Thanks to these plans, we will donate our 300th duck box this year with plans to make it to 500 before our kids are out of scouts!
Wood Ducks were driven nearly to the point of extinction by the turn of the 20th century. As with many animals, Wood Ducks were hunted extensively and their habitats were destroyed to make way for farming and development.
Wood Ducks are one of a few waterfowl who happen to be cavity nesting birds. That means that these birds nest in hollow trunks. Old trees routinely rot from the inside and when a branch breaks off, it can leave a hole which the birds can use to enter the tree.
The Migratory Bird Treaty Act of 1918 helped Wood Duck populations rebound by setting limits on what sort of birds can be hunted. Unfortunately, the Act could not replace the old trees that the birds would nest in. This box design was found to be an optimal artificial replacement for Wood Duck nesting needs.
Three years ago, we decided to make duck boxes and donate them as a service project with our Cub Scout group. Building 60 boxes from 1"x10"x12' was prohibitively expensive but I remembered building them out of plywood and painting them as a kid.
These plans are designed to build groups of 15 boxes out of four sheets of plywood. They are changed from other plywood plans to minimize wasteful cuts and wood.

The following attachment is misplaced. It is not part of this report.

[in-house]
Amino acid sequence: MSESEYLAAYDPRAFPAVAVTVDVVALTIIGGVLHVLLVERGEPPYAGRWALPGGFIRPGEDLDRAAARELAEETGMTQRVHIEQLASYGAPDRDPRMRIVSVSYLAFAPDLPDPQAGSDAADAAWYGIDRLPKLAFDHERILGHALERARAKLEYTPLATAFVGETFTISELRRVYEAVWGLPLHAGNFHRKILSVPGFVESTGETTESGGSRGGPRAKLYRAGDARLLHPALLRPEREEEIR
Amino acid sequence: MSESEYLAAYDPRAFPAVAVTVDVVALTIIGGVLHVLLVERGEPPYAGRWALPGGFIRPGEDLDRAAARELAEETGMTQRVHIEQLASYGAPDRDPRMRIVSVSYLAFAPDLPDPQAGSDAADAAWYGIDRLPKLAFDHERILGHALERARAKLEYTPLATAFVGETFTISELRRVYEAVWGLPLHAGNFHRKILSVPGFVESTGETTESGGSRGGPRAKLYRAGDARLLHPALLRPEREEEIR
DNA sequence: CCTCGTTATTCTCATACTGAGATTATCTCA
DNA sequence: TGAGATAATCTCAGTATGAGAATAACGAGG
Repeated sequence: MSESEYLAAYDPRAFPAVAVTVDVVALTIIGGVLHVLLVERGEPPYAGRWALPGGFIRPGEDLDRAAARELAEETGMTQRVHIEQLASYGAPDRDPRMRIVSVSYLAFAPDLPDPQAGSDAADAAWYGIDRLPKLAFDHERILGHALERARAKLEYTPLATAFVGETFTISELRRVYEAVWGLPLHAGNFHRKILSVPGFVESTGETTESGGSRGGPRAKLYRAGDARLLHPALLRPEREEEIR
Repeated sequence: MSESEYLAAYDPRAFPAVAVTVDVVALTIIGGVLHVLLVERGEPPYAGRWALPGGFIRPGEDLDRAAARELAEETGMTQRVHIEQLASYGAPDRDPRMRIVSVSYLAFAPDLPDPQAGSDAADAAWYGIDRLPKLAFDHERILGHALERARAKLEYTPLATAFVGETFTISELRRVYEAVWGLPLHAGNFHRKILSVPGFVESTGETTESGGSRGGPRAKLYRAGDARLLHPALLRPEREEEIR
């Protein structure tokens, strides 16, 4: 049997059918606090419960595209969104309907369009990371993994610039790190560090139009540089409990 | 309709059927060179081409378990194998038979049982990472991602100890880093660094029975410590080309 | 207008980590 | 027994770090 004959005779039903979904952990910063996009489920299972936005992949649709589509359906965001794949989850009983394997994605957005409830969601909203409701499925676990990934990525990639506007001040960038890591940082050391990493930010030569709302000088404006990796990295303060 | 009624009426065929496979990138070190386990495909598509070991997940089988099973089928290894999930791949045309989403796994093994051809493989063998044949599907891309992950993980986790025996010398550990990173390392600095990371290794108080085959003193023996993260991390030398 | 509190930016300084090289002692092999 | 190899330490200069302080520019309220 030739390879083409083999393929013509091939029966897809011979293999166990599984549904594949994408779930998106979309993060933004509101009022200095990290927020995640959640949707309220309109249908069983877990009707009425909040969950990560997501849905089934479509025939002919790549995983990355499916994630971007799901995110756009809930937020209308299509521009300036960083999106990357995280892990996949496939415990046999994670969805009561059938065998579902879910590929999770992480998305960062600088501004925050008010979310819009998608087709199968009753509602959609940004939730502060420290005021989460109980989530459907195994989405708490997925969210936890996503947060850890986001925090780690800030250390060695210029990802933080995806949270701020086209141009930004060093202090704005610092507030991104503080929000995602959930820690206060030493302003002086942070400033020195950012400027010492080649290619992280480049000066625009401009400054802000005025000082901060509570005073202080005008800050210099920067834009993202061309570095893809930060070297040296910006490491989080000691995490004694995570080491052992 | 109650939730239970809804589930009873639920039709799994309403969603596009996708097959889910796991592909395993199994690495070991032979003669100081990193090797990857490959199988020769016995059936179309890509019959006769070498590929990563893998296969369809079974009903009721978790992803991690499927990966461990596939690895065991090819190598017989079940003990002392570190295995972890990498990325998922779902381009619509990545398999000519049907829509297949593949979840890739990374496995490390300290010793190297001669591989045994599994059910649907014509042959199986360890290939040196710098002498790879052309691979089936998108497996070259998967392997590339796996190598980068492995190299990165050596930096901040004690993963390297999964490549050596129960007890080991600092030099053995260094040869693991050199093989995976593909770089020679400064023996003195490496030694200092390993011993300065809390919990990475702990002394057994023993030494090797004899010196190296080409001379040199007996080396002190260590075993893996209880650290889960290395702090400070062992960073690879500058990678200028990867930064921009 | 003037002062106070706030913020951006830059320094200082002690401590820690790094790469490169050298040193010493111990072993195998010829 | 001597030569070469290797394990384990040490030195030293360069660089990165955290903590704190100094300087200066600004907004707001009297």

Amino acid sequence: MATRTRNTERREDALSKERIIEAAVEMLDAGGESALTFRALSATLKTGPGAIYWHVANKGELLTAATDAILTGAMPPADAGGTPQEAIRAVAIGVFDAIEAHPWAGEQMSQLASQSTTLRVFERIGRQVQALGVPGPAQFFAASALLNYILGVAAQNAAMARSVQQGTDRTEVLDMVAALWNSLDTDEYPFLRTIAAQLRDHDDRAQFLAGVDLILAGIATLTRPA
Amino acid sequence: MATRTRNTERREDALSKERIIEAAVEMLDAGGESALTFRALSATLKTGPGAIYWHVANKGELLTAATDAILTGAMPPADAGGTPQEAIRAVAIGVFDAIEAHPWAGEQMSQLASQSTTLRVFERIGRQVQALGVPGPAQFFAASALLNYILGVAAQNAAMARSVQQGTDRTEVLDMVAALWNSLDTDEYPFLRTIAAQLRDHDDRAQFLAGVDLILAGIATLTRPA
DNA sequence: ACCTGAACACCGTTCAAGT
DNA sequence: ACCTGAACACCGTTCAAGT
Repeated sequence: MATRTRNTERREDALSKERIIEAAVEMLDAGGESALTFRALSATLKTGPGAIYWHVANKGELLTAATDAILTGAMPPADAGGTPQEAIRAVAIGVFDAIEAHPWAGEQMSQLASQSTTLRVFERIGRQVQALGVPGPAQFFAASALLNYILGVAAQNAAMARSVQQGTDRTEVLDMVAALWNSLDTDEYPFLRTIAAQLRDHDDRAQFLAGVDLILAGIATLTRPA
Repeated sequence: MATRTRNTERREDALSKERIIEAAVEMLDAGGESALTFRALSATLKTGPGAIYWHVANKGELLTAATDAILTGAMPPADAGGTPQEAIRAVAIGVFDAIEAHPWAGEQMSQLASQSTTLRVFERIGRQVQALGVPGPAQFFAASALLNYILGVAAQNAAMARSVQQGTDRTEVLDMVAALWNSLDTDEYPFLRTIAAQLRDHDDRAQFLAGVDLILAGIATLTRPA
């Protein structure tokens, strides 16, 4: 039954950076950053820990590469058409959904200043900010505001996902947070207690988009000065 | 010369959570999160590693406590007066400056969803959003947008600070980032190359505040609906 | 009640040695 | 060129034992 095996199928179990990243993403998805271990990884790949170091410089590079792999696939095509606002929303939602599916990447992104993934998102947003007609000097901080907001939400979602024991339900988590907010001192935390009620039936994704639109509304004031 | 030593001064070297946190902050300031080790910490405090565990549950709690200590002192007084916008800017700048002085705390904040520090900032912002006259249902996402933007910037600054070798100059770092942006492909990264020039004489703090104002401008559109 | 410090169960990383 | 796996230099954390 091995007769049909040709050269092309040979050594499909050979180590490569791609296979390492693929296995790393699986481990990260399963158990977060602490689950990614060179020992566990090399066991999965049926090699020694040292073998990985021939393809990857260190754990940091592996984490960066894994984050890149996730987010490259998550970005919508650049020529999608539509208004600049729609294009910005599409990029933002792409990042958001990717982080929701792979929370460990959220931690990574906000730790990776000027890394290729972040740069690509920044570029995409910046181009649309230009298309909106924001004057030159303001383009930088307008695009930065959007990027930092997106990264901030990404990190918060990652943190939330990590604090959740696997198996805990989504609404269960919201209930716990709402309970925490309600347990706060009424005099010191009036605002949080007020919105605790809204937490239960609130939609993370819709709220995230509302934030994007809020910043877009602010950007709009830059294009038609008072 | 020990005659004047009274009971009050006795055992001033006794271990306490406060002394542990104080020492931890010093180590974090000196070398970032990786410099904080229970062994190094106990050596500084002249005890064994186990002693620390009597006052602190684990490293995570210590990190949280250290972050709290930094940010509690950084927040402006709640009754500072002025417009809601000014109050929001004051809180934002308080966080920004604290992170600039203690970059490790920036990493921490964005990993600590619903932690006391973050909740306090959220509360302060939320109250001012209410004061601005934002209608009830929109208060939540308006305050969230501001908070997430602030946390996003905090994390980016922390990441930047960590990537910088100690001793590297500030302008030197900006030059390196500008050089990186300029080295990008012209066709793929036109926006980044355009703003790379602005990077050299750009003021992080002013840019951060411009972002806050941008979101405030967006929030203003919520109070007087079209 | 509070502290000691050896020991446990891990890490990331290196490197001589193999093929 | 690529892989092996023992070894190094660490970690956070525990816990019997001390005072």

(If you are interested in learning more, this resource from the Washington State Department of Fish and Wildlife is terrific: https://wdfw.wa.gov/publications/00406/wdfw00406.p...
Step 1: Materials and Plans
Manufacturing 105 duck boxes is no easy task so we have done our best to minimize all waste. We removed at least two cuts per box which really speeds up your cutting day (and it will take a day with just two people).
We have also switched from untreated to treated plywood. We had a source at Lowe's who would sell us plywood for dirt cheap but she left. So, because we have to pay full price AND buy paint then paint the boxes, we decided to switch to pressure treated. It costs $2 more per sheet but we don't have to buy paint, glue, or use time to paint them all.
You will need 4 sheets of pressure treated plywood for every 15 boxes that you want to make.
1lb - galvanized 4d nails (per 15 boxes)
1 -extra sheet of plywood for mistakes and the jig
Jigsaw or CNC
Drill and/or drill press (preferably)
Get the biggest table saw that you can get your hands on. We used the cheapest Craftsman saw for the first 200+ boxes and it was down right dangerous. We had to weigh the legs down and it was still unstable for the bigger cuts (any cut over 36" we used a circular saw for).
Step 2: Production Notes
Sorry, we don't have many photos of this part because it just isn't interesting.
We have found that the best way to cut all the necessary pieces is to start with the backs. Start by ripping the backs along the 48" line. Then feed them through the table saw along the 9.5" cut. Do the same for the side, roof, and floor cuts.
Once your floors have been cut, drill the drainage holes and set them aside. This is mostly easily done on a drill press but any old drill will do.
If you have a lot of inexperienced builders, label each part with an alphabetical letter at this time. It will help the build day go more smoothly.
Kerf cuts (the ladder for the baby ducks) can be done at any time. I just eyeball it and try to make a cut every 3/4" or so.